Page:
My Little Mommy - one year later

by Theresa
(Connecticut, USA)


Today is Monday, Nov. 18, 2013. My dear little mother, Beatrice passed away one year ago, tomorrow, Nov. 19, 2012 at around 2:30pm. Last year Nov. 19th was a Monday. This morning I woke up suddenly after dreaming of my mother - it was strange, in the dream she was suffering and close to death, but not at all as it actually happened a year ago. However, waking from this dream plummeted me into deep sadness and a hollow, emptiness. I tried to go back to sleep, but it would not come. Instead, my thoughts got stuck in a spiral of real memories of my Mom's final hours. In utter, impossible grief, I screamed and wailed and sobbed. None of my coping techniques could soften the reality, no calendar date could undo the truth of today. Though the actual date of my mother's death is tomorrow, energetically I am feeling it today. Because she died on a Monday, it seems likely that I will forever "feel" it on a Monday, regardless of the actual calendar date.
As the years go by and the calendar date moves ever so slowly away from Monday and toward Friday, I wonder WHICH Monday will have this weight of feeling - the Monday before or after Nov. 19 - hmm? What a strange thing to be thinking now! Time will tell.

What a terrible, authentic, and valuable lesson I've learned in this last hellish year of grief and loss, filled with dread as one impossibly difficult anniversary after another approaches (ie, the first holiday, birthday, family vacation without Mom, etc.), is somehow survived, then followed by relief - a mere wisp of breathing space - only to have to brace for the next awful anniversary. The lesson learned (among many cruel lessons) is that nothing is strange when it comes to the unfolding of grief, anything and everything is possible, and even the strangest thought/experience is all truth for the individual in the process of grieving.

This past Saturday I purchased a slow cooker, telling myself and others that it was needed to prepare meals for this nutritional program I would start soon, and besides, it would come in handy on busy days when there was no time to cook. All true. But not the fundamental truth. I've always been busy, and yet I haven't used or needed a slow cooker in 15+ years. The truth of the slow cooker is that Mom used one frequently, especially when she went back to school to become a nurse when I was in my teens, and later when she worked as a nurse. She made many delicious, hot meals for her family with the slow cooker, and she taught me and my sisters how to do the same. So yesterday I unveiled the awkward, space-hogging machine, cleaned it, made room for it on my limited kitchen counter, prepared the vegetables and placed them in the pot with chicken and water and spices - just like Mom used to do - and thinking of her every minute during this process. I would be gone all day, visiting my Dad, and the meal would cook for 8 hours. All I could think of all day was the blasted slow cooker! All I wanted to do was get "home" to the slow cooker to check on it, not realizing then, as I do now, that it was about Mom, and the desperate need to be close to her. I get it, as I attempt to type between sobs and runny nose. The meal turned out great, we'll have it for dinner tonight. Thanks Mom.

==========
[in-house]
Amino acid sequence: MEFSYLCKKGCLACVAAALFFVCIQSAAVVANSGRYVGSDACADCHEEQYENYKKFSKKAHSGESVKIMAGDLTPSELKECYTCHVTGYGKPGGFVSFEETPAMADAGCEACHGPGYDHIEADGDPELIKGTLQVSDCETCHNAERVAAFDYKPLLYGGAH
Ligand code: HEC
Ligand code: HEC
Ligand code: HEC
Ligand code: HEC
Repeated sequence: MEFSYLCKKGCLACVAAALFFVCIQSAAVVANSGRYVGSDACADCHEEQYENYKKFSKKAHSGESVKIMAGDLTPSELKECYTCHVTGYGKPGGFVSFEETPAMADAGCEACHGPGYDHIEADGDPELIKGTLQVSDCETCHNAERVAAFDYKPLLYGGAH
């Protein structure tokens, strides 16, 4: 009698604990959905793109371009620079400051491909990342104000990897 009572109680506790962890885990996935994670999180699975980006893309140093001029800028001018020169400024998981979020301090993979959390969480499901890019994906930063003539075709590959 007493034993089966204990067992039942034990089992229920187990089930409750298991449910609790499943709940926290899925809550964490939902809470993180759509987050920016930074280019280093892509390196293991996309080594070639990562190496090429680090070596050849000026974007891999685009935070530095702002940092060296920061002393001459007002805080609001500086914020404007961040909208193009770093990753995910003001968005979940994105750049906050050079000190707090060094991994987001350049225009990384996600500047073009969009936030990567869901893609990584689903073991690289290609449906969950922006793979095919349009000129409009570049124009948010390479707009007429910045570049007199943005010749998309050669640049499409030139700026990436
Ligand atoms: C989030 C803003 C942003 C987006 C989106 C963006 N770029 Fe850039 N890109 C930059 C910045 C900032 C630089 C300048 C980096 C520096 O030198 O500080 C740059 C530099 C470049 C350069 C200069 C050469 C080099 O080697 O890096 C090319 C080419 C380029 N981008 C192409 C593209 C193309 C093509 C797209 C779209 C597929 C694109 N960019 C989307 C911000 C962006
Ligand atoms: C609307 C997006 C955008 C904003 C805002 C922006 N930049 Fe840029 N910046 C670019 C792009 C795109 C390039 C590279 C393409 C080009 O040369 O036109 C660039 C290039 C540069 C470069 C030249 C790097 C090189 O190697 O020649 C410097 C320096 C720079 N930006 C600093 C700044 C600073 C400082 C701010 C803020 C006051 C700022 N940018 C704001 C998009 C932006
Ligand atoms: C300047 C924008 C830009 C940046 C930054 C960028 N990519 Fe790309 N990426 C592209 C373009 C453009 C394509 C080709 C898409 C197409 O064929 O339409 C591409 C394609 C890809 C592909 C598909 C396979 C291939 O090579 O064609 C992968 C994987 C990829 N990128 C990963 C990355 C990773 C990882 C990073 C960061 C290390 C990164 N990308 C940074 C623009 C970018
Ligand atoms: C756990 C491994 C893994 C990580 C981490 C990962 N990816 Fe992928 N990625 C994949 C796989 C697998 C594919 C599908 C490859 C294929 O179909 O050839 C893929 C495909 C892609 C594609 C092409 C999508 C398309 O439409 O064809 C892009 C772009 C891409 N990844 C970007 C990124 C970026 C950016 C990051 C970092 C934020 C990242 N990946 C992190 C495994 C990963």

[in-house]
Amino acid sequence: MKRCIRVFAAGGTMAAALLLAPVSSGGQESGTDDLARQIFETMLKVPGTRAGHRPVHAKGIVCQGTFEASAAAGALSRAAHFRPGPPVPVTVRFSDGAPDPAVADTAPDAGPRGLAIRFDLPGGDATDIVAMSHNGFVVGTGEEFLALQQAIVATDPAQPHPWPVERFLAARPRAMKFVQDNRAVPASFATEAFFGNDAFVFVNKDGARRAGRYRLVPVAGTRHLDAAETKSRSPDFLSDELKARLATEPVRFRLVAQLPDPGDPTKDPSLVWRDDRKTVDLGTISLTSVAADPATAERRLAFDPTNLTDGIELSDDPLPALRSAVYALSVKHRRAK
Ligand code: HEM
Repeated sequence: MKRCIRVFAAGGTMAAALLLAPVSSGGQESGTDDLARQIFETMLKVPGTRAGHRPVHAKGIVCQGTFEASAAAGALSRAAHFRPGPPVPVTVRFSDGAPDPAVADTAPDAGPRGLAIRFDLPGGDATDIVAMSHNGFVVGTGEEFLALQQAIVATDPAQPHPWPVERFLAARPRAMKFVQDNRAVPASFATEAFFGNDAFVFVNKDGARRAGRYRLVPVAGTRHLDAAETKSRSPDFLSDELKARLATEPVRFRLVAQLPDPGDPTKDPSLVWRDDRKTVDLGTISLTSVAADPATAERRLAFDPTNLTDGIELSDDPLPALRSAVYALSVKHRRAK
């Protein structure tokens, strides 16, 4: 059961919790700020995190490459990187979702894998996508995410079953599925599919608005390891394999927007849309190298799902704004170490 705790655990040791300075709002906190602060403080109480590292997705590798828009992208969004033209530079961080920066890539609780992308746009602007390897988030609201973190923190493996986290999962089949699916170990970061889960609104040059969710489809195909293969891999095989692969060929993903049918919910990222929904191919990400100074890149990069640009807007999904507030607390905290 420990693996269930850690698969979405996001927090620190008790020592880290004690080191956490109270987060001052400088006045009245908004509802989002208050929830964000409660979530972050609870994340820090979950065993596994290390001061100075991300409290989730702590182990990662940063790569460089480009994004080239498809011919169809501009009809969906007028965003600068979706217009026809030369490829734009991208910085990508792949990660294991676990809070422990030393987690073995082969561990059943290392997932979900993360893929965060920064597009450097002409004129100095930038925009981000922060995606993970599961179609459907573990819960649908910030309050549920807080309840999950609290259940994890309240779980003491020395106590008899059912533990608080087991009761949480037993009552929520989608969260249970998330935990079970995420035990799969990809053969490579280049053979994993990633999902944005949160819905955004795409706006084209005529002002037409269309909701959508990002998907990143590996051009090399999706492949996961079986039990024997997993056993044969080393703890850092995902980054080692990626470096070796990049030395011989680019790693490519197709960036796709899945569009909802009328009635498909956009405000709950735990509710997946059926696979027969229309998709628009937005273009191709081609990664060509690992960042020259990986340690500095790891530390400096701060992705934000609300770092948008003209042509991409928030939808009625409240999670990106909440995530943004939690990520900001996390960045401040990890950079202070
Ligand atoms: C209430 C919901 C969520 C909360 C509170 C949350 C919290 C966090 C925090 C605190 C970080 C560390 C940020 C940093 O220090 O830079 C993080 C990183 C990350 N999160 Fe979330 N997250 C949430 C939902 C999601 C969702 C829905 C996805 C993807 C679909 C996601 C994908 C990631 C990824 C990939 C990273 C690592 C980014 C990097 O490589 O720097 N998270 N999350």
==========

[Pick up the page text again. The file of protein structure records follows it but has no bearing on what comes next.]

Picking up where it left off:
Ok, that takes me to another "strange" aspect of grieving, that could only occur in our modern computer age. I have this occasional urge, no, a truly pressing need, to send Mom messages on the internet. Sites like this and others present the opportunity to say "thanks Mom", "I miss you, Mom", "I love you, Mom", projecting the thought into cyberspace, the internet "cloud". After all, that's something like where many imagine our lost loved ones are now. I suppose in times before computers and internet, people used paper & pen in the same way, writing letters to lost loved ones, hoping they would somehow get the message. Sending a message into cyberspace seems strangely closer. There are a multitude of sites that let you send a prayer request, or light a virtual candle, or hang a star in the sky. I'm grateful for them all.

So it seems that today will be the day of sorrow and tears. When the actual anniversary comes tomorrow, I wonder what that will bring? For now, I'll be as completely present with today as possible. I miss my mother every day. I have found many small and large ways to honor her during the past year. The slow cooker will be another way, and I'm sure there will be other ways to honor her. Allow me to encourage you to find ways to remember and honor your lost loved ones, when you are ready. It's hard, the sorrow comes, but it helps, too.

I love you, Mom. And I miss you terribly. Sending you hugs and kisses. xxoo

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